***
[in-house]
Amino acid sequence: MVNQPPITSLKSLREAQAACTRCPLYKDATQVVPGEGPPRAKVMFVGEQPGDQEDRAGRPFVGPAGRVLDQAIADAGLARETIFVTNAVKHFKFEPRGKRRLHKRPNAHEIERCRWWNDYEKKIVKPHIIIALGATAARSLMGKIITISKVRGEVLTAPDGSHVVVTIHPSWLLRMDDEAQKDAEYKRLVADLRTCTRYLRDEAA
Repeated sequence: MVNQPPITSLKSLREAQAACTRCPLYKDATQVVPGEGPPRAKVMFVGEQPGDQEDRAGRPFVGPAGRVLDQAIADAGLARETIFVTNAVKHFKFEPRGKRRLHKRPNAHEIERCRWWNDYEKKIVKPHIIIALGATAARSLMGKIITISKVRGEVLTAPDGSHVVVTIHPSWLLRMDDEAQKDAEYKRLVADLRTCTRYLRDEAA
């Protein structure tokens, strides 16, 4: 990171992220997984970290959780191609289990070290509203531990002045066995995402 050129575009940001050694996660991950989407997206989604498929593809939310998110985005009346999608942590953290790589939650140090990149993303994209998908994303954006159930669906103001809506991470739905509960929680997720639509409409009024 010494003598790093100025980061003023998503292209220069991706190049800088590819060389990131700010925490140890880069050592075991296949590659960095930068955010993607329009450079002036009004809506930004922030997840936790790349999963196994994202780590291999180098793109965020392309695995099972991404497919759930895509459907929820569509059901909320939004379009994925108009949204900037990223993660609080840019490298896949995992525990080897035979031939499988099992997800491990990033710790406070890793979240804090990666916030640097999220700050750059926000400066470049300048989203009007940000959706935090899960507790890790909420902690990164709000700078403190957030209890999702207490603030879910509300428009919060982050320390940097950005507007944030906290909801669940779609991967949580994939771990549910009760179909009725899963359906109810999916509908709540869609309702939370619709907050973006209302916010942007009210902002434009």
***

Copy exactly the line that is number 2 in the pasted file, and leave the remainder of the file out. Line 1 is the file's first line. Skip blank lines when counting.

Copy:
Amino acid sequence: MVNQPPITSLKSLREAQAACTRCPLYKDATQVVPGEGPPRAKVMFVGEQPGDQEDRAGRPFVGPAGRVLDQAIADAGLARETIFVTNAVKHFKFEPRGKRRLHKRPNAHEIERCRWWNDYEKKIVKPHIIIALGATAARSLMGKIITISKVRGEVLTAPDGSHVVVTIHPSWLLRMDDEAQKDAEYKRLVADLRTCTRYLRDEAA